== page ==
The only comm device Steele had on his person was a Mini-LR-MIB -- a miniature long-range midwave infrared beacon. He clicked the button hard with his thumb in his pocket and hoped to hell it was working.

He doubled back on his infil route, but diverged when he got to the Byblos bank and bounced from the road onto the railroad tracks. He thought he heard engines roaring up the parallel road behind him, but he didn't expect any sirens -- just pissed off Russians with guns. Sure enough, a flurry of wild shots zipped through the tree line, breaking off branches. He gunned the Taurus, the railroad ties making his teeth chatter.

He took the hard corner back onto Khaled bin Awaleed and almost crashed the damn bike. A little kid in an oversized coat and sandals was standing in the middle of the road. Christ! Steele dumped the Taurus, jumped off it, snatched up the bug-eyed boy by his waist and sprinted to the maw of an alley. He sat the kid down, fumbled in his pocket for a "Kind Bar," squeezed it into his little hand, tousled his dusty hair and said in Arabic, "Don't move." Then he ran back to the bike.

A minute later he was standing between the exfil buildings and struggling into his parachute harness. He ran to one side, snapped one cable carabiner into his right D-ring, then did the same with the left as the steel line above went taut. He pulled on his helmet, kissed the Krinkov and flung it behind a pile of rubble.

He looked up. Nothing yet.

At the far end of the road, a Russian Zil troop carrier careened around a corner, roared like an enraged lion and bore straight at him. AK-74 barrels appeared from both side windows of the cab and started spitting fire, lime-green tracers cracking through the air around him and biting off chunks of concrete.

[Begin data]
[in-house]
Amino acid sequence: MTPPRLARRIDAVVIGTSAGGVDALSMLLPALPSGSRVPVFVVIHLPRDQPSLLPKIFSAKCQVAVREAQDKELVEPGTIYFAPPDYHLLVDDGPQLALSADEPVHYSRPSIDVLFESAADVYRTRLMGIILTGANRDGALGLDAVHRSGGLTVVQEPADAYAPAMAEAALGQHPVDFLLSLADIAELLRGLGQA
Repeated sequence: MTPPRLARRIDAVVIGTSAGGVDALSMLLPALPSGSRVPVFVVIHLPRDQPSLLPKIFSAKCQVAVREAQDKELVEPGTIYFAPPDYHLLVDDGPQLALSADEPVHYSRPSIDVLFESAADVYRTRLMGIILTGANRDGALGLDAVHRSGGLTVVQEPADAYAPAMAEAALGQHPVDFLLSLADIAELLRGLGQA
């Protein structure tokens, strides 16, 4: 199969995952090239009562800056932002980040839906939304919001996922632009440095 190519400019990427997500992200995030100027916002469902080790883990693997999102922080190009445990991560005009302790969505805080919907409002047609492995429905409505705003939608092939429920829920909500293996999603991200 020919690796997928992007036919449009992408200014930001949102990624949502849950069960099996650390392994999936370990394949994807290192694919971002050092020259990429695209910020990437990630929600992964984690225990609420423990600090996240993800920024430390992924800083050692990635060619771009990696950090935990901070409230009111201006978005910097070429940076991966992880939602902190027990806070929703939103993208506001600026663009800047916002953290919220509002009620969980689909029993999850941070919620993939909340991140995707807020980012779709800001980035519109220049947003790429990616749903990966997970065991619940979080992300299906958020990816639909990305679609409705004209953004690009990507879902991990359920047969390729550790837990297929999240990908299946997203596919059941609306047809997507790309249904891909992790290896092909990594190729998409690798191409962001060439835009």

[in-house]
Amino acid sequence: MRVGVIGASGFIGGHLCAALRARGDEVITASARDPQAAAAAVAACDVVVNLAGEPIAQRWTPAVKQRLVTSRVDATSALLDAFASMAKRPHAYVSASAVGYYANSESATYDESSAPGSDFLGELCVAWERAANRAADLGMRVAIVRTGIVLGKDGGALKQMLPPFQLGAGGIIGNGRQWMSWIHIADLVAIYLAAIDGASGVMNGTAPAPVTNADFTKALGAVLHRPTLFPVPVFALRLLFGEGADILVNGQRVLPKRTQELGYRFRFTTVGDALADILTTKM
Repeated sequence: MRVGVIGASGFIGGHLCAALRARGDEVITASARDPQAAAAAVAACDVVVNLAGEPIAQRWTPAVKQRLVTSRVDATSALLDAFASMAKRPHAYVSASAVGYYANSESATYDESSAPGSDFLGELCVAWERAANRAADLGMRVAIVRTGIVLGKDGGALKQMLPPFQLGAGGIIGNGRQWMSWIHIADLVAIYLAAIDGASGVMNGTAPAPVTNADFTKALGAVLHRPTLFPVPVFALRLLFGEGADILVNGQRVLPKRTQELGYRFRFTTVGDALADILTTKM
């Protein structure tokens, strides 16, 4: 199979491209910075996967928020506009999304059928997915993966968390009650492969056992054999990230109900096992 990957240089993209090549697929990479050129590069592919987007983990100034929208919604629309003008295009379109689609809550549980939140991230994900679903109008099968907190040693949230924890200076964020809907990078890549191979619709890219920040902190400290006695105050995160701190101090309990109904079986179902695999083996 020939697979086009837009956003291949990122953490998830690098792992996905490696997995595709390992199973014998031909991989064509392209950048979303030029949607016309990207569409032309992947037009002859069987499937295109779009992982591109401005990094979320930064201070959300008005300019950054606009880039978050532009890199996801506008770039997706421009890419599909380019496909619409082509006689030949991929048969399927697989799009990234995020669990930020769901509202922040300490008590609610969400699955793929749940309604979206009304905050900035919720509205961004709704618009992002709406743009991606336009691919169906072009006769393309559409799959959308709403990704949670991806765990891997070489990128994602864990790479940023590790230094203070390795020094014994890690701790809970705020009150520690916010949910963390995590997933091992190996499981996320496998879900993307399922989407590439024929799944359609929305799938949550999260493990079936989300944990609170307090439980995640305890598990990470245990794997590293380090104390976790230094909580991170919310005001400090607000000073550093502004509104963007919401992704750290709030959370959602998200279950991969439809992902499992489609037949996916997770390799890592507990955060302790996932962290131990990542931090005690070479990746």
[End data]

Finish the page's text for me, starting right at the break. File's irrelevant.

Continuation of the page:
Now would be a good time! he howled inside his head. And then he saw the twin spinning propellers.

The SpecOps C-154 was screaming above the road, just behind the truck and a hundred feet up, and he could see the jungle penetrator with its auto-link whipping below the open cargo bay. A crew chief must have been lying prone in the bay with an M240-B, because as the aircraft passed the truck, it opened up on the cab with a wicked stream of lightning-white tracers.

He squeezed his eyes shut, folded his arms and tucked his helmet into his chest. He heard the smack of steel snatching steel above, a short scream of whipping cables, and he was yanked like a meat puppet into the sky at 150 knots.

He opened his eyes at two hundred feet and looked down past his whipping boots. The truck had smashed into a concrete building and exploded in a yellow-orange ball of fire.

These foreign drivers never know when to yield, he thought.

And then he was up and away.